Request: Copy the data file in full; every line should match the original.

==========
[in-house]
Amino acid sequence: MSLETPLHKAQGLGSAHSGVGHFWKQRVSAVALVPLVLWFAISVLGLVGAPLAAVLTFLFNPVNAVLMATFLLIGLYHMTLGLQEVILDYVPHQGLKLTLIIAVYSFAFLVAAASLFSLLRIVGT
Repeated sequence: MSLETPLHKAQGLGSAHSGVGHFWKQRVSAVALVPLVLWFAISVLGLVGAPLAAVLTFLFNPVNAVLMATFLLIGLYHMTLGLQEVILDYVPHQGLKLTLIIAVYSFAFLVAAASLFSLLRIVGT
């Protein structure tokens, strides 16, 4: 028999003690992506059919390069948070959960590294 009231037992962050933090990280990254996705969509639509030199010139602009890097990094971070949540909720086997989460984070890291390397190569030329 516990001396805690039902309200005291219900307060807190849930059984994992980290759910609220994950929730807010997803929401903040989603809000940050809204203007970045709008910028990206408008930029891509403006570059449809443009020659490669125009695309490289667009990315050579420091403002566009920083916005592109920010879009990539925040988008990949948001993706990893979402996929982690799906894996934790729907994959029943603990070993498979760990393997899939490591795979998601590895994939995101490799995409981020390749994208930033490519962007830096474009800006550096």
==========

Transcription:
[in-house]
Amino acid sequence: MSLETPLHKAQGLGSAHSGVGHFWKQRVSAVALVPLVLWFAISVLGLVGAPLAAVLTFLFNPVNAVLMATFLLIGLYHMTLGLQEVILDYVPHQGLKLTLIIAVYSFAFLVAAASLFSLLRIVGT
Repeated sequence: MSLETPLHKAQGLGSAHSGVGHFWKQRVSAVALVPLVLWFAISVLGLVGAPLAAVLTFLFNPVNAVLMATFLLIGLYHMTLGLQEVILDYVPHQGLKLTLIIAVYSFAFLVAAASLFSLLRIVGT
């Protein structure tokens, strides 16, 4: 028999003690992506059919390069948070959960590294 009231037992962050933090990280990254996705969509639509030199010139602009890097990094971070949540909720086997989460984070890291390397190569030329 516990001396805690039902309200005291219900307060807190849930059984994992980290759910609220994950929730807010997803929401903040989603809000940050809204203007970045709008910028990206408008930029891509403006570059449809443009020659490669125009695309490289667009990315050579420091403002566009920083916005592109920010879009990539925040988008990949948001993706990893979402996929982690799906894996934790729907994959029943603990070993498979760990393997899939490591795979998601590895994939995101490799995409981020390749994208930033490519962007830096474009800006550096």